“Oh, by the way, the MS ballroom classes are going great!” Rachel Payden said to me as we were wrapping up our weekly meeting—referring to classes for people with Multiple Sclerosis. If you don’t know, Rachel is Danceworks’ outreach director. She oversees our Mad Hot Ballroom and Tap (MHBT) and Intergenerational Multi-Arts Program (IMAP), along with all the other community requests that come our way on a weekly basis. It’s a big job that she handles with great care and commitment.
“We started the MS ballroom classes already?” I asked. Honestly, if there is a chance that dance can help someone, Danceworks is on it.
“Yes, this summer. It is so cool!” Rachel’s face lit up.
So, it’s my 12th year at Danceworks, and this is why I love my work. Every day I see how dance changes lives—as it did for me and for most of the people I work with. Some stories are of people who have chosen dance as a career path, but just as many are about finding dance in unexpected places.
Meet Alex Ng, Associate Professor of the Program in Exercise Science at Marquette University.
Alex has a wonderful marriage, and why wouldn’t he? Dance was an important part of the couple’s early dating when they were students at UW-Madison. This was when Alex realized that dance is much more than exercise, “I experienced the sheer joy and sense of freedom that comes with moving to music.”
He prefers to be called Alex to Dr. Ng and told me “NG” stands for “nice guy.” He’s right about that. After Rachel told me the classes had already started, we met with him for coffee at the beautiful, wide open Stone Creek warehouse on 5th and Plankinton (am I the only one who didn’t know about this place?) so I could hear more about his work.
I have to say that Alex’s smile and enthusiasm are as wonderful as the work he has involved us in. Alex will quickly tell you that he is not a physical therapist, so don’t ask him about injuries. Do ask him about how to improve quality of life, because he does have a few things to say about that.
“A friend had mentioned the impact dance had on people with Parkinson’s disease,” he told us. “Because of the impact dance had on my own life, I was intrigued to see if it could help our research on people with Multiple Sclerosis.
“I like ballroom dance,” he explained, “because you’re following a set of directions; there is a formula, but a lot of room for variation. With social dance you are working with a partner and it is less inhibiting.”
Alex and his team received a small amount of funding from Marquette and moved ahead with the exercise angle of dance and its impact on MS. They discovered that the increased activity had a quality improvement on things like heart rate and weight loss, but also on life measures like improved self-acceptance and reduced depression. His first workshop had 40 people. One woman with a walker said, “This is great because it’s something I didn’t think I’d ever do again.”
“It if weren’t for the class, some of these people would be sitting at home. One young man told me he’d be on the couch playing video games.” Alex said.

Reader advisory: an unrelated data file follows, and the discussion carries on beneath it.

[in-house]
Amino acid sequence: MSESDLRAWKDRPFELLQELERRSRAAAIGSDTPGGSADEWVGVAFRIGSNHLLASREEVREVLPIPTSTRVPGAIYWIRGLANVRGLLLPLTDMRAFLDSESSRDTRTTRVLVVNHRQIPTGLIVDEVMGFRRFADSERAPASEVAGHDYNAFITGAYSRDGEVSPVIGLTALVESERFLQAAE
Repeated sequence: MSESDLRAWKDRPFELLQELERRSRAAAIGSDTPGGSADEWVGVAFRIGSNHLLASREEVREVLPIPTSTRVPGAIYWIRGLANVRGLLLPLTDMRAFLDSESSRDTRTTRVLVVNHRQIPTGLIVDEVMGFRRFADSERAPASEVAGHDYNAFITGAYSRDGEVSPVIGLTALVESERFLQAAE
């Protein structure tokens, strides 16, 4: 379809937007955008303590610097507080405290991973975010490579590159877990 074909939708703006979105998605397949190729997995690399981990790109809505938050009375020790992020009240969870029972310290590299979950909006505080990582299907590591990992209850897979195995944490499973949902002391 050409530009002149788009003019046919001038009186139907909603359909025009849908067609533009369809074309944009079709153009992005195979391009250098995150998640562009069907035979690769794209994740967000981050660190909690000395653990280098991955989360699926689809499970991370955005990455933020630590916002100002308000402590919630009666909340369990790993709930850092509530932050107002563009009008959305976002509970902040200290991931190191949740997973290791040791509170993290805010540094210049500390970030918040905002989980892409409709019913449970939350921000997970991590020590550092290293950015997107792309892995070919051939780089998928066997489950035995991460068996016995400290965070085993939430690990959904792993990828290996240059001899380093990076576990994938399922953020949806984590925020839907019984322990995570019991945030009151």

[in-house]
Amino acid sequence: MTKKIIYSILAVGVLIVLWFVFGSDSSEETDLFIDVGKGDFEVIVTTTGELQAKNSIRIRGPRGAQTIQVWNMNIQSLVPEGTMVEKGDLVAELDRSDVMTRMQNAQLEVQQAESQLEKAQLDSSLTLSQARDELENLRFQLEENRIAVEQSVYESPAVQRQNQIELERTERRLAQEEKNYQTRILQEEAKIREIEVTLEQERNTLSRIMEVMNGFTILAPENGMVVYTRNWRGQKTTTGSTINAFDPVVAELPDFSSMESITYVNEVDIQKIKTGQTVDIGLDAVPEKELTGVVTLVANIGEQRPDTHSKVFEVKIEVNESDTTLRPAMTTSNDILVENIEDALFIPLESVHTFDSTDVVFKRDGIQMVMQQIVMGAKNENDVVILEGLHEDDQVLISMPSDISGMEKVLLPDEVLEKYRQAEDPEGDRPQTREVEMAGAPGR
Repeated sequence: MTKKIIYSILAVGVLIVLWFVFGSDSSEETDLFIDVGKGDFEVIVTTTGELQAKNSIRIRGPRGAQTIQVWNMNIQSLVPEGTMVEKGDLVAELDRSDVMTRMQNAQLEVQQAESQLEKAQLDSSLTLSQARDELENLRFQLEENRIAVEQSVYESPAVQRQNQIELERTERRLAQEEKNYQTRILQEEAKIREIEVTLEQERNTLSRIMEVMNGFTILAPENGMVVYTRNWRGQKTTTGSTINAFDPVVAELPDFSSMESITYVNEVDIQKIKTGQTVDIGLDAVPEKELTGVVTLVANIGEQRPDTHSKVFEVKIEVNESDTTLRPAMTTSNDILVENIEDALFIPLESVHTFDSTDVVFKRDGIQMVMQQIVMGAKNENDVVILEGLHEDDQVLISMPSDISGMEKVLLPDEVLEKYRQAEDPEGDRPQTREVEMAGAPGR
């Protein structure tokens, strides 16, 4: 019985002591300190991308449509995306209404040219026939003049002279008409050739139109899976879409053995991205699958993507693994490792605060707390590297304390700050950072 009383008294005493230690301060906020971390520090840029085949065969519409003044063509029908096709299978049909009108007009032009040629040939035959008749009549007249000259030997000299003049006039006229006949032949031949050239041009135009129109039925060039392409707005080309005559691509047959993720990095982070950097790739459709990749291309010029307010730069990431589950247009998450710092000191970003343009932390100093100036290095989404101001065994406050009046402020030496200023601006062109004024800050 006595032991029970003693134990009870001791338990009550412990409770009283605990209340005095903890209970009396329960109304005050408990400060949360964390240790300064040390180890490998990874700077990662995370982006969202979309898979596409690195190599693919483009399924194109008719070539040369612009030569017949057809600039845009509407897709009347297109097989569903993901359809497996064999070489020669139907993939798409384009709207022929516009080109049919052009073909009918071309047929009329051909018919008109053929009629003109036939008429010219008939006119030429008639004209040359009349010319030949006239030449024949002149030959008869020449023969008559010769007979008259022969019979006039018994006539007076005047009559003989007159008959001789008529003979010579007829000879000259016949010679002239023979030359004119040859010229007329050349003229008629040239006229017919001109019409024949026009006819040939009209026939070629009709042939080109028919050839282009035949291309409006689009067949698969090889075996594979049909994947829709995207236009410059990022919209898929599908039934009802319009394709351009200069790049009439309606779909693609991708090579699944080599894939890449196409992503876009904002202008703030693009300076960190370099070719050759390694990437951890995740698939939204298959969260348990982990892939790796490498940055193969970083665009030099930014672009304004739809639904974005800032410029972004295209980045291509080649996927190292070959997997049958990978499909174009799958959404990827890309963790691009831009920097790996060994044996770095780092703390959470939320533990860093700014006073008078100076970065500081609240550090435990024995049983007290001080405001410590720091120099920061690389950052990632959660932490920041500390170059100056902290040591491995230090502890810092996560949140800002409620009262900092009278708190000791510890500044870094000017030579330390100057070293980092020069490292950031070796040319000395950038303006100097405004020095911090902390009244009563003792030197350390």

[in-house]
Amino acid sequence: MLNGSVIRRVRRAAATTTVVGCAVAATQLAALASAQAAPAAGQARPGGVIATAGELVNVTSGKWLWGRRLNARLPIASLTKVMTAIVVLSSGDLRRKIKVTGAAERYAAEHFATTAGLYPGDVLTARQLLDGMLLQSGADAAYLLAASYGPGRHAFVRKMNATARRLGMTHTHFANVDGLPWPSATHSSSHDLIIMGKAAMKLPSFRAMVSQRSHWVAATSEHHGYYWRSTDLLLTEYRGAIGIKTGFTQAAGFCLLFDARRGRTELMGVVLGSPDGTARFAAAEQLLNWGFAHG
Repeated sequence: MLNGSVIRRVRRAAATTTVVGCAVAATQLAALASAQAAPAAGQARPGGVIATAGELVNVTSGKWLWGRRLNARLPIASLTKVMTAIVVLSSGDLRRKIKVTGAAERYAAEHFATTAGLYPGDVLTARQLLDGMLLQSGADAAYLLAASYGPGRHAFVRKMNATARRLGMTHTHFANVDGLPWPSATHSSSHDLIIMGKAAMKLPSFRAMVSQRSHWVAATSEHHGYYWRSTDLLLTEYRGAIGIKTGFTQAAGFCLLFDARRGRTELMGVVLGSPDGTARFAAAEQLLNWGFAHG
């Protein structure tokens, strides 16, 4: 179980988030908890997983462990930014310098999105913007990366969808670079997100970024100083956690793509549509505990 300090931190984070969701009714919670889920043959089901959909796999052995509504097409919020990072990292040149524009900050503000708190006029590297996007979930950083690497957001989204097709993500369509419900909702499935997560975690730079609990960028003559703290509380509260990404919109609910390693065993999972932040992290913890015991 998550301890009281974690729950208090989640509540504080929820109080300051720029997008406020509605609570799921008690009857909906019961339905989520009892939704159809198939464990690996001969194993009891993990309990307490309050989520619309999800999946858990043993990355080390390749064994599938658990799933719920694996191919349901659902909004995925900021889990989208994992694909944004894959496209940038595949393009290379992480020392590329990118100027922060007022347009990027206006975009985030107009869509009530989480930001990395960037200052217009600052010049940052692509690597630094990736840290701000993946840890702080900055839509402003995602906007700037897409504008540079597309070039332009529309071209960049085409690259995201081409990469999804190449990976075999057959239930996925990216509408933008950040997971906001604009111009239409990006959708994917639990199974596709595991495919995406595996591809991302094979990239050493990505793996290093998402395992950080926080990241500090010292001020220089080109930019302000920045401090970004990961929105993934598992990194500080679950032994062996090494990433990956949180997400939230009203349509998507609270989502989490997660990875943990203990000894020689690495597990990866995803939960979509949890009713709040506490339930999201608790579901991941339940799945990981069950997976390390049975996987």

“We feel the same way Dr. Ng—I mean, Alex—about the people we work with,” I jumped in.
“We are still in the early stages of the research, working with a control group, comparing those in the program to those who aren’t; but evidence of the program’s success can be seen already, in that no one wants the program to end,” he continued. Alex hears many of the same things we hear from our own students, MHBT students in particular.
“Aside from the positive scientific measures you are discovering, what do you hope the participants will leave with?” I asked him.
“Wanting more,” he said. “Better connection with their partners, their spouses, with others. Life can be tough, and participants tell me they wouldn’t have been able to cope without this class.”
Rachel remembered one of her MHBT students sharing the same sentiment, “I started blue and left happy.”’
We finished our coffee, and I told him I’d be visiting a class soon to see the program firsthand.
Afterward, Rachel and I talked some more, and she shared her impression of the program’s value based on Danceworks instructor feedback and her own observations. “It was beautiful to see the evening out of vulnerabilities between people,” she said. “Some of the partners felt vulnerable about just being in a dance class—overwhelmed by the counts and rhythms. Others were confident about understanding the steps but needed their partners in order to execute them. The two met in the middle—each giving the life of the movement to the other.”
There’s a lesson here, I thought to myself. Shouldn’t all relationships be about giving life of the movement to the other?
Dr. Ng was encouraged to submit a Letter of Intent for a grant to the Greater Milwaukee Foundation and received it. He expressed his genuine gratitude to the Foundation and to the National Multiple Sclerosis Society – Wisconsin Chapter for the opportunity to continue his work with a larger study, and to continue working with Danceworks in the coming year.
I want to express my gratitude to Pamela Landin, a professional ballroom dancer who launched this work with Alex, and to Danceworks faculty members Amanda Derus, Jessica Fastabend, Kathleen Grusenski and Ali Rice for the unique talent, spontaneity and fun they are bringing to these classes!
Do you have a story about how dance has changed your life? If so, I want to hear it. That’s what this coming year’s blog is about—making a case for dance.
Thanks for stopping by!
Welcome to the Danceworks blog, where we're hoping to share a little bit more about the heart and soul behind Danceworks… what made us join the dance and keeps us dancing, what keeps us inspired, and where we can share some of the stories worth telling.